Jindal also raised the Hosanna-Tabor case in which the Obama administration argued that a Lutheran academy did not have the right to fire someone over a difference in beliefs. The Supreme Court unanimously threw out the government’s argument.

“So for the time being at least, the government doesn’t get to decide who can preach the gospel. But the important thing to note is that the government wanted to make that decision — that is truly offensive and frightening.”

He also brought up cases where bakers, photographers and others in the wedding industry have been told they must cater to same-sex unions.

“This assault will only spread in the immediate future,” Jindal said, foreseeing a time when believers who refuse to be cowed will be penalized for their views, denied membership in professional groups or even rejected from licenses.

“This is the next stage of the assault,” he said. “And it is only beginning.

Jindal was speaking the day after a legal challenge was filed to get Louisiana’s ban on same-sex marriage overturned.

“Today, an overwhelming majority of those who belong to a religious denomination in America — that’s more than half the country — are members of organizations that affirm the traditional definition of marriage,” he said. “All of those denominations will be targeted in large and small degrees in the coming years,” he predicted.

Jindal ended his speech by referring to President Obama’s speech at the National Prayer Breakfast, in which he said that history shows “that nations that uphold the rights of their people — including the freedom of religion — are ultimately more just and more peaceful and more successful.”

“Well said, Mr. President. I couldn’t agree more,” said Jindal. “The president is very concerned about religious liberty.

“And also… if you like your religion, you can keep your religion.”

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Hindu Extremists Refuse to Let Christians Buy and Sell in India.


pastor at hospital in India
Bethel Church Pastor Rev. Bijay Purusu, standing, and Mudha Madhi, in the Malkangiri District Headquarters Hospital. (World Watch Monitor)

Three months of intimidation and assaults in two villages in eastern India has left four Christians hospitalised and others injured, two houses damaged, and the entire Christian community unable to do business or draw water from the town well, church leaders say.

The boycott of the Christians of Dangarguda village, led by some Hindu nationalist residents, began in April, said Rev. K. Raju of the Malkangiri Life Development Society.

“The Christians were prohibited from buying and selling and from fetching drinking water from the public well because of their faith in Christ,” Raju told World Watch Monitor.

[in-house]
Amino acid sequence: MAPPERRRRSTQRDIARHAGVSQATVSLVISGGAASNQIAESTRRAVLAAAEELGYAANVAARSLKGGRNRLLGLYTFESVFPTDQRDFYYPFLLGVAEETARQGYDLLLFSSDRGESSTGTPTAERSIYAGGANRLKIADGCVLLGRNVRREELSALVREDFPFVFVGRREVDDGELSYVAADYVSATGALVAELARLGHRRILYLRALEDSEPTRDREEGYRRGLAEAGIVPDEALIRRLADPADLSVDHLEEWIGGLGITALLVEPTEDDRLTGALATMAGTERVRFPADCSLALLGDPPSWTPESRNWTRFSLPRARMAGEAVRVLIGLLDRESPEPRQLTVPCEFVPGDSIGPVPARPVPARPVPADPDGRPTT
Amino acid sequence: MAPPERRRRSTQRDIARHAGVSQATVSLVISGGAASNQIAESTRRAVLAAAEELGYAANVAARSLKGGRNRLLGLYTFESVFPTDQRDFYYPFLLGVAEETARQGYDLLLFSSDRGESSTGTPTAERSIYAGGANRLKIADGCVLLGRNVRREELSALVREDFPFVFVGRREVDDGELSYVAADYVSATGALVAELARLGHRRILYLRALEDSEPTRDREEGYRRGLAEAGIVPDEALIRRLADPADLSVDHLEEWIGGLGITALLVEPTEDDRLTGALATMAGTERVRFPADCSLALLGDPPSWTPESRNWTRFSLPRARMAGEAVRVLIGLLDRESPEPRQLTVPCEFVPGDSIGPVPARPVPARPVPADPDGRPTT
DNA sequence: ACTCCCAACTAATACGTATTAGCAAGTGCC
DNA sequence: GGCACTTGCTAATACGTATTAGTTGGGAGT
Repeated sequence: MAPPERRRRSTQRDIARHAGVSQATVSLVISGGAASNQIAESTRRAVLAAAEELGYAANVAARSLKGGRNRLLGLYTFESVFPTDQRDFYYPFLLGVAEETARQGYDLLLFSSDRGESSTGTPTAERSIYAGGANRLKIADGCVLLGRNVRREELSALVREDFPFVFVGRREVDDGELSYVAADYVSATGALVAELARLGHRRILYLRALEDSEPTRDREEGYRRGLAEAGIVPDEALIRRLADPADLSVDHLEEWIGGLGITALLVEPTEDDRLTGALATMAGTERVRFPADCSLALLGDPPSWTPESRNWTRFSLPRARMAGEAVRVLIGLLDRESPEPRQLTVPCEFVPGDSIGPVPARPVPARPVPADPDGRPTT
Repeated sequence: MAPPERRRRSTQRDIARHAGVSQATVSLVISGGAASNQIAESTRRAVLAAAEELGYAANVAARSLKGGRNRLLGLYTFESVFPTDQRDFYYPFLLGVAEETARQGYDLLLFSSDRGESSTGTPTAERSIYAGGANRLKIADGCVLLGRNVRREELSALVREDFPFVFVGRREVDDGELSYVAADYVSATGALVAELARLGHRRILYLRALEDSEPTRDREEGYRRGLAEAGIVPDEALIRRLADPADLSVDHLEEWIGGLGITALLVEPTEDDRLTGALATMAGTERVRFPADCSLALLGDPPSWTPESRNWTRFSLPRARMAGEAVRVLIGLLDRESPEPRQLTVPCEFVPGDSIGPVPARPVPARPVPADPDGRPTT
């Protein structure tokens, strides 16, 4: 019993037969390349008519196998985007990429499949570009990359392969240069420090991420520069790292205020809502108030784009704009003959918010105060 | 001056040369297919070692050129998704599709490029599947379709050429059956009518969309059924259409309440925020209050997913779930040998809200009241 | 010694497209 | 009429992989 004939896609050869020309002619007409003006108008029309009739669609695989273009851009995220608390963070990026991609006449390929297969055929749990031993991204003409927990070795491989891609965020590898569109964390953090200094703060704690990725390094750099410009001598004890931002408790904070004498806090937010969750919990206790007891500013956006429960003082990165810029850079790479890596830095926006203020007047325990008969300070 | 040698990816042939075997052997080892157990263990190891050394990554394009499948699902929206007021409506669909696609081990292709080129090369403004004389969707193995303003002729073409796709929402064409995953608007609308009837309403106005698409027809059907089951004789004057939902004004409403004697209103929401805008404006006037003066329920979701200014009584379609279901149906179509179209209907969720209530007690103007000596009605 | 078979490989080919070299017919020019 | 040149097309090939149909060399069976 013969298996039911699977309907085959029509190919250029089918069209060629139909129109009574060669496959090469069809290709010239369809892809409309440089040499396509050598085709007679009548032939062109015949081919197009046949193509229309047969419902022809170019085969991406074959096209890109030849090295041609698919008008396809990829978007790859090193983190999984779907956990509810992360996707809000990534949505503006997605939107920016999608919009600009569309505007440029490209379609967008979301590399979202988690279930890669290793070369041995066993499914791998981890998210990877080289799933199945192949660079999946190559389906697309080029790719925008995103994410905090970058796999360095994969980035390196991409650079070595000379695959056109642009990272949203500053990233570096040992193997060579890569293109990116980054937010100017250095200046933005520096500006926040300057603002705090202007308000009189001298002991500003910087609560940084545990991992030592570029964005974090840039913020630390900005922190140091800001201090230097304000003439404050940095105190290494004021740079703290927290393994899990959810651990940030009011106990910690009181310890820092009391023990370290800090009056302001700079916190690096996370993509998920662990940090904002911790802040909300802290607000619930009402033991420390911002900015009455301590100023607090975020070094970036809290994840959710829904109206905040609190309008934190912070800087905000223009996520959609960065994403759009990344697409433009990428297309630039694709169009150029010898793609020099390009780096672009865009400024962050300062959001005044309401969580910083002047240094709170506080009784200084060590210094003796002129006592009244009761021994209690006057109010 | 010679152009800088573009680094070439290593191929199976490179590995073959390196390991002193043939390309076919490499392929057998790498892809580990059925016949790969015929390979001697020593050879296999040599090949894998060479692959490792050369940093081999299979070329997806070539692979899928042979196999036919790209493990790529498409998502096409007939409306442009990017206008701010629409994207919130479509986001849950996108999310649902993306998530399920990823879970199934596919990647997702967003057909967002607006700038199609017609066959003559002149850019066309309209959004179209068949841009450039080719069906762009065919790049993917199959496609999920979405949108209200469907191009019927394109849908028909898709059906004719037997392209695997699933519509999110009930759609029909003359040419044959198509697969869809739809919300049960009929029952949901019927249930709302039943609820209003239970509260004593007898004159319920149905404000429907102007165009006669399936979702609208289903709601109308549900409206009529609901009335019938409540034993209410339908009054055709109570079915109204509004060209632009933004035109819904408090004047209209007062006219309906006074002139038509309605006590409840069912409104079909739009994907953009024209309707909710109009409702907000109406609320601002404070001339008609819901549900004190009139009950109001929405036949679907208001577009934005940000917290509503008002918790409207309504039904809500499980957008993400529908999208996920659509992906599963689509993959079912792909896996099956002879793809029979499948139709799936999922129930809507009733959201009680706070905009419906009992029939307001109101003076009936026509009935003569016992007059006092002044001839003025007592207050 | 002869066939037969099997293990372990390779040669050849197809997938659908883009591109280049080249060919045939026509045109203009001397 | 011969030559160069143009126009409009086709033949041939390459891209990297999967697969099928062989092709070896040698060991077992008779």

Christians in the village started drinking from the river, according to the Evangelical Fellowship of India. Heavy rains, however, muddied the river, making it unfit to drink.

In many parts of huge and diverse India, Christians and Hindus live together peacefully. In some regions, however, nationalist Hindus enjoy popular and bureaucratic support in their campaign to make India a purely Hindu society.

In Odisha state, where the village of Dangarguda is located, India’s foremost nationalist political party, the Bharatiya Janata Party, shares power with the more secular Biju Janata Dal party.

Antagonism in the village boiled over into violence on June 8 when a woman, Mongli Madhi, was attacked as she tried to fetch drinking water from the public well.

‘The extremists did not allow Mongli to take water from the public well, beat her up and broke her water buckets and pots,” Raju said.

They returned the following day, going to Mongli’s house and beating and even biting her, said Bethel Church Rev. Bijay Purusu. He said she sustained injuries on her back, right hand and neck.

Bethel Church Pastor Rev. Bijay Purusu, standing, and Mudha Madhi, in the Malkangiri District Headquarters Hospital.Bethel Church Pastor Rev. Bijay Purusu, standing, and Mudha Madhi, in the Malkangiri District Headquarters Hospital.

The next day, June 10, area Christian leaders reported the matter to the village head, who took no action. Later the same day, a group shouting anti-Christian slogans attacked village Christians with swords, axes, chains and other weapons.

The victims were beaten nearly unconscious, and the attackers poured water on them to revive them when they were about to pass out. One victim, Mudha Madhi, was unconscious for about three hours.

The mob damaged two houses belonging to Christian families.

Four Christians—Irma Madhi, Mangli Madhi, Mudha Madhi and Sambru Khurami—suffered cuts and bruises and were bleeding profusely when they were rushed to the hospital. Three of the victims have been released, but Irma Madhi remains hospitalised.